Families of the 29 men who died in the Pike River Mine disaster will be disappointed they have come to Parliament today in the hopes of hearing politicians debate the health and safety law reform bill that was prompted by the 2010 workplace tragedy.
The bill was originally set down in Tuesday’s Parliamentary order of business to be debated in what is known as the committee stage of the bill where politicians get to vote on each clause of the proposed legislation.
However, the bill has now been withdrawn from today’s business apparently so Work Safety Minister Michael Woodhouse can address some issues.
Pike River families spokesman Bernie Monk this morning said that, five years after Pike River, families are still fighting for tougher workplace laws.
"People deserve to come home from work and we've got to make sure that happens," he told TV ONE's Breakfast programme this morning.
"We're only talking about deaths today - but what about all the injuries?"
The bill is set to introduce harsher penalties to companies liable for worker deaths, but Mr Monk said it was preferable to stop the incidents before they happen, rather than punish more harshly afterwards.
Labour leader, Andrew Little, says he is surprised the debate has been delayed and wonders if it is because Pike River families were planning to watch the debate in the House this afternoon.
Speaking to Breakfast this morning, he said the majority of workplace accidents were due to poor management.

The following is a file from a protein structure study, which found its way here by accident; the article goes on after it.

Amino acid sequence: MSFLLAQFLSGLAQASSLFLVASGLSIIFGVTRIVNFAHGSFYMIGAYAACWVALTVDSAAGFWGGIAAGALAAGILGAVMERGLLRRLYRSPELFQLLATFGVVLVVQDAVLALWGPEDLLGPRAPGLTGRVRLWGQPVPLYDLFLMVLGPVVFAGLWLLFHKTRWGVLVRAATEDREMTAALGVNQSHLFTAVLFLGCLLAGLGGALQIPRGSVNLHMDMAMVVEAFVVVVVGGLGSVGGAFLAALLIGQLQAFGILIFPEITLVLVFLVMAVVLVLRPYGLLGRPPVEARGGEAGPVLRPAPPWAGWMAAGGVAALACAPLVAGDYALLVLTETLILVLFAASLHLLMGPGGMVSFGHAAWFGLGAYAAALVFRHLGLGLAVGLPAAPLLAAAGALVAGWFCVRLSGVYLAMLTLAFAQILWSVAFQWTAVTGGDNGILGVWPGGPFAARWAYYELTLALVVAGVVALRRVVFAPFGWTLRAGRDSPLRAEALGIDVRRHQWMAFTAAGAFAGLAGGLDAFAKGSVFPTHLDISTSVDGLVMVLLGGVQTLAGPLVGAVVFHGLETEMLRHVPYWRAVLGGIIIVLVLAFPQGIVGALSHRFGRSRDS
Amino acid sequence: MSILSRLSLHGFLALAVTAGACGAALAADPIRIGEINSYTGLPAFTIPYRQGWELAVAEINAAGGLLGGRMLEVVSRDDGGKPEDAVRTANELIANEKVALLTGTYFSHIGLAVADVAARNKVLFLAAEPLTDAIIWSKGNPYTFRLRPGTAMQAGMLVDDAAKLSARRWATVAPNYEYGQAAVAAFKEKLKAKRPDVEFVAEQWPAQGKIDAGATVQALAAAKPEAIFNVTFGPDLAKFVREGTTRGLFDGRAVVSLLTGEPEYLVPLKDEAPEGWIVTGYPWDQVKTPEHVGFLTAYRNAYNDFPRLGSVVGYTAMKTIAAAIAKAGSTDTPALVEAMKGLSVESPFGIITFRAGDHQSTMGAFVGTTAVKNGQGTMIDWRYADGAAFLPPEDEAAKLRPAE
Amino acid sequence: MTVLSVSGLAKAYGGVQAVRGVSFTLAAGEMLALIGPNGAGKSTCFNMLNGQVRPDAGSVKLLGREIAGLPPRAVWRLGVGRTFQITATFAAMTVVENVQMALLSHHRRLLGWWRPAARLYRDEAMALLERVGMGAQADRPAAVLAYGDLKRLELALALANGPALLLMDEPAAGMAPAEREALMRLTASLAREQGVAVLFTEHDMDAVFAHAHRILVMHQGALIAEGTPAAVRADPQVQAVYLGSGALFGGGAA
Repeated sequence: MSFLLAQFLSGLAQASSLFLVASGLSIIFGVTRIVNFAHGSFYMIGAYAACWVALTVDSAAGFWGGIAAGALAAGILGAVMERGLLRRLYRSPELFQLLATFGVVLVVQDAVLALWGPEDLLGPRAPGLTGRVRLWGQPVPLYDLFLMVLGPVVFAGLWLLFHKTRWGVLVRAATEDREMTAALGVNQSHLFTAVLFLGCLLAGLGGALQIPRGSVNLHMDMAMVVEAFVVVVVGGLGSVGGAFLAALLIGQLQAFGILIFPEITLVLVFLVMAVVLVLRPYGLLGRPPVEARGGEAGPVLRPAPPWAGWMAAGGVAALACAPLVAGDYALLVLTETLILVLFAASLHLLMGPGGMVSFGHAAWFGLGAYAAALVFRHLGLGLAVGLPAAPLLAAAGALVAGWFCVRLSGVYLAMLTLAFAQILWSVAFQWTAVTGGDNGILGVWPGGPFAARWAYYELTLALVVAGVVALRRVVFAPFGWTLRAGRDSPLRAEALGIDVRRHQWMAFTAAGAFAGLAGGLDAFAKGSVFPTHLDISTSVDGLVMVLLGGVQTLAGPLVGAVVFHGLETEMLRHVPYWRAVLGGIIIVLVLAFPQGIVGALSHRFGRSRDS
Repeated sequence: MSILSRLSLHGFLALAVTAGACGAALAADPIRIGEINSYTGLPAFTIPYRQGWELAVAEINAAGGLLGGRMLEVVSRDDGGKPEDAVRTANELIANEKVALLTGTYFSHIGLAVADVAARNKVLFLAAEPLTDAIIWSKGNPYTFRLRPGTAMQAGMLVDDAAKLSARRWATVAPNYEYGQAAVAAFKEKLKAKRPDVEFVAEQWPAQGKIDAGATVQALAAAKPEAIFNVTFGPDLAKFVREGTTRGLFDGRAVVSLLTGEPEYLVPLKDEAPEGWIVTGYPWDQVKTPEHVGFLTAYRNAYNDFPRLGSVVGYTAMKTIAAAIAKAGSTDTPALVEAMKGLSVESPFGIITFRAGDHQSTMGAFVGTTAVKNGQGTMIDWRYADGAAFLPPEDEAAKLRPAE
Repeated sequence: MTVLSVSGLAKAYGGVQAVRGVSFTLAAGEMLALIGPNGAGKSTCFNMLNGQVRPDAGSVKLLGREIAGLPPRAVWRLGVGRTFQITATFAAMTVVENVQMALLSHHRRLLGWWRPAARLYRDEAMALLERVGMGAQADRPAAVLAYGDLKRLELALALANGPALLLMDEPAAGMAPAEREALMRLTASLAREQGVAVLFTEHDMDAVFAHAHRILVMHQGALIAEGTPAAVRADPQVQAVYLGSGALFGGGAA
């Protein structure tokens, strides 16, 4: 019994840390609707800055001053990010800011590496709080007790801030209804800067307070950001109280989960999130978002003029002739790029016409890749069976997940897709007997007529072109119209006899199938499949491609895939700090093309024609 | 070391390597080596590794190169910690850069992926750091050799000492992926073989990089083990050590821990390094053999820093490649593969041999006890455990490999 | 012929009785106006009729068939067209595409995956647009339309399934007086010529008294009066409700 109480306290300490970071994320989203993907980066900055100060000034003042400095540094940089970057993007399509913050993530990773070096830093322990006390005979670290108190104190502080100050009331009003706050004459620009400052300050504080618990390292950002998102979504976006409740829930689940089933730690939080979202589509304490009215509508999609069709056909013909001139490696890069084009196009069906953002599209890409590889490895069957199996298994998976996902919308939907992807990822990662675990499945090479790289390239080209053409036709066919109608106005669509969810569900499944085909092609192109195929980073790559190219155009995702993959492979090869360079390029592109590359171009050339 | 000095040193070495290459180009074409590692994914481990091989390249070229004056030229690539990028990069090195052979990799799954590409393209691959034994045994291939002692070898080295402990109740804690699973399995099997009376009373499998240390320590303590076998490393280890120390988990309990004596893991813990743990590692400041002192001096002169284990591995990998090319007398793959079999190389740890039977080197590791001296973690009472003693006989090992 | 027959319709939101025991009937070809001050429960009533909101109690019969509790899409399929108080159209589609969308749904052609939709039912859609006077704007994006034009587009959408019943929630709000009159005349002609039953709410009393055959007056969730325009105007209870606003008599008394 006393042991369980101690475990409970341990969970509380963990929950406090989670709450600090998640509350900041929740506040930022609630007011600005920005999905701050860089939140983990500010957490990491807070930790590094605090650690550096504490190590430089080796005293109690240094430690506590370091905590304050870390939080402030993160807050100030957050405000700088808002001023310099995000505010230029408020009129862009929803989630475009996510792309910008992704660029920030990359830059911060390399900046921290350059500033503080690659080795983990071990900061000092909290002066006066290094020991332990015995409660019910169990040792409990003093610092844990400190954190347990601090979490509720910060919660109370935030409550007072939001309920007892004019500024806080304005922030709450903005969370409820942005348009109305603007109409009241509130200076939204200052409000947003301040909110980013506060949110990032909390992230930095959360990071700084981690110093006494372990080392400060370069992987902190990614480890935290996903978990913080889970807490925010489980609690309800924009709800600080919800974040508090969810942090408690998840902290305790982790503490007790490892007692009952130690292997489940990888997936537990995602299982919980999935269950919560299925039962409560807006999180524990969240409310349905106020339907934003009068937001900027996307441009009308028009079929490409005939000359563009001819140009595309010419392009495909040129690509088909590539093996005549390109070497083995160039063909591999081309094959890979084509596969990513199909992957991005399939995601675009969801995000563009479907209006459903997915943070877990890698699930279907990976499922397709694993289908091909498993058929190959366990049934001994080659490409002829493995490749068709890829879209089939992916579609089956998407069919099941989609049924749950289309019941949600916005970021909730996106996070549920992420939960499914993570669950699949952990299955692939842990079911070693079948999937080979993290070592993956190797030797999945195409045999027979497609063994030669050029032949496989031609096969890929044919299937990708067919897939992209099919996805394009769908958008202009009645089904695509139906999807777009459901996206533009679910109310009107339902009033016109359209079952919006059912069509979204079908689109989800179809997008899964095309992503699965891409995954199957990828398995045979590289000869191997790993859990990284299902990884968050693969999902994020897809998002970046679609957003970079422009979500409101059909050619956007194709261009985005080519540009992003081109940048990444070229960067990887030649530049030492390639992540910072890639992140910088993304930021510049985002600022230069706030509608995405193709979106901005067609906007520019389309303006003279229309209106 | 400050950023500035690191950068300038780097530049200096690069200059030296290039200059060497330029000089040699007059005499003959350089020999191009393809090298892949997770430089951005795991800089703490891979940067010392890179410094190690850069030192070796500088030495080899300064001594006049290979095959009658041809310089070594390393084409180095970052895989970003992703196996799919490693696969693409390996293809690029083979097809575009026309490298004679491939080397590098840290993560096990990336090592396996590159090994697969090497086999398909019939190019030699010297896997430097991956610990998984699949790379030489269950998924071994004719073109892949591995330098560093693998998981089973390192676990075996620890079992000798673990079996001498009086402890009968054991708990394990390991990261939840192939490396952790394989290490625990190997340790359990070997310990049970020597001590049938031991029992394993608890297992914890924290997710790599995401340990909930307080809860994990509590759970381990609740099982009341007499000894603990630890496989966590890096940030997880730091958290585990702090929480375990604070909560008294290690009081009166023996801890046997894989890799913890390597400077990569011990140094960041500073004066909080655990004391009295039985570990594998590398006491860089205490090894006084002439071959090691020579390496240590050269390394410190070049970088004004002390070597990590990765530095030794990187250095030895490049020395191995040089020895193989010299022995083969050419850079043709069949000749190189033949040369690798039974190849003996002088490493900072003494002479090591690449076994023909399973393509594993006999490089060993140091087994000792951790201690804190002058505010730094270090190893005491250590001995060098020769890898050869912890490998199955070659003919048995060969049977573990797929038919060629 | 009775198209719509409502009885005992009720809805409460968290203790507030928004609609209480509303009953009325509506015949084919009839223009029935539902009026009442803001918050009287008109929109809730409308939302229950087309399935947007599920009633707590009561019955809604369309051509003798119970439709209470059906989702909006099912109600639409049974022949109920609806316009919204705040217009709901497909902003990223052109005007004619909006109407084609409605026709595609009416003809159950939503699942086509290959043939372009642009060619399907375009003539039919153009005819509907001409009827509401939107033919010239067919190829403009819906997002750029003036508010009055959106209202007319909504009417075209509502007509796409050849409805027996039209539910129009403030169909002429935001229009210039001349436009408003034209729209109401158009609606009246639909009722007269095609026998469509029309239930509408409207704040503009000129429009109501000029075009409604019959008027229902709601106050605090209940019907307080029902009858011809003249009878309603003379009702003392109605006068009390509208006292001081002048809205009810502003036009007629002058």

"When you look at the least safe industries, the ones with the highest levels of fatalities for the size of the industry they are, they are industries full of small employers like forestry and farming," he said.
"They are the least safe ones. So why you would carve out conditions for them and continue to apply them to everyone else. It just doesn’t make sense.
"We need a law that applies to everybody so everybody is treated fairly and properly.
"The vast majority of workplace accidents are the consequence of poor planning, poor resourcing, poor management and leaders. They’re the accidents that shouldn’t happen."
Labour had planned to introduce some amendments to the bill that had the support of the Maori Party. The party were hoping for United Future Leader Peter Dunne’s support so those amendments could pass, forcing change on the Government bill.
The Government’s been criticised over its proposed changes to workplace health and safety law with critics claiming the changes water down workplace protections; especially concerning small businesses in low risk industries which would not be required to have a health and safety representative on-site.
The vast majority of workplace accidents are the consequence of poor planning.- Labour leader Andrew Little
The families of the Pike river and forestry victims will be at Parliament all week and will still take part in an event hosted by Andrew Little tonight.